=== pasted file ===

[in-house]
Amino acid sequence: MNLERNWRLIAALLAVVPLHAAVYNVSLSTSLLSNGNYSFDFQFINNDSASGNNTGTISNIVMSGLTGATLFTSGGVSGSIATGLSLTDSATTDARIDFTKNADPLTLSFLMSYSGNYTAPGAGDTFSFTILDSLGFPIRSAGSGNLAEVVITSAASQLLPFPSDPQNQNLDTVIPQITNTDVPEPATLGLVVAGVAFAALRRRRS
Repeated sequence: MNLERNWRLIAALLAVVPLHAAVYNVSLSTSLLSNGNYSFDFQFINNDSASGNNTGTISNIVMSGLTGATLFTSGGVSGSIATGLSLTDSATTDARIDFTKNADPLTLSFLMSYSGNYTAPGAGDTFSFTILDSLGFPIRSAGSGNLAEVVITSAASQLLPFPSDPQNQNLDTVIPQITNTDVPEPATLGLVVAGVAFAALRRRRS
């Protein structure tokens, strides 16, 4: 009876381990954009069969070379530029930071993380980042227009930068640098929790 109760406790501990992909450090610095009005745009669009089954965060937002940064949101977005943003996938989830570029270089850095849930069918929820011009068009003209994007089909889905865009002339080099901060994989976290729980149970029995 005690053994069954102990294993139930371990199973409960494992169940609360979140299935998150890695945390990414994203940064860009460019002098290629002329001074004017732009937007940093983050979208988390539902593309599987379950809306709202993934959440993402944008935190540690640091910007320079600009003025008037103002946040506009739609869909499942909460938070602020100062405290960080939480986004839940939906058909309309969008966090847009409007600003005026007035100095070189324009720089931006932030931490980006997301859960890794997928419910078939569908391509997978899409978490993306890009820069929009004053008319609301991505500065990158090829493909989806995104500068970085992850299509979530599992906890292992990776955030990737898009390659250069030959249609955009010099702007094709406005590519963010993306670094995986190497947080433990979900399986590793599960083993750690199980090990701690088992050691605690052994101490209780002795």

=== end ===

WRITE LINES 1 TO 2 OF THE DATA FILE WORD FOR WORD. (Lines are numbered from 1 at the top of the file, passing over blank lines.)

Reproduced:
[in-house]
Amino acid sequence: MNLERNWRLIAALLAVVPLHAAVYNVSLSTSLLSNGNYSFDFQFINNDSASGNNTGTISNIVMSGLTGATLFTSGGVSGSIATGLSLTDSATTDARIDFTKNADPLTLSFLMSYSGNYTAPGAGDTFSFTILDSLGFPIRSAGSGNLAEVVITSAASQLLPFPSDPQNQNLDTVIPQITNTDVPEPATLGLVVAGVAFAALRRRRS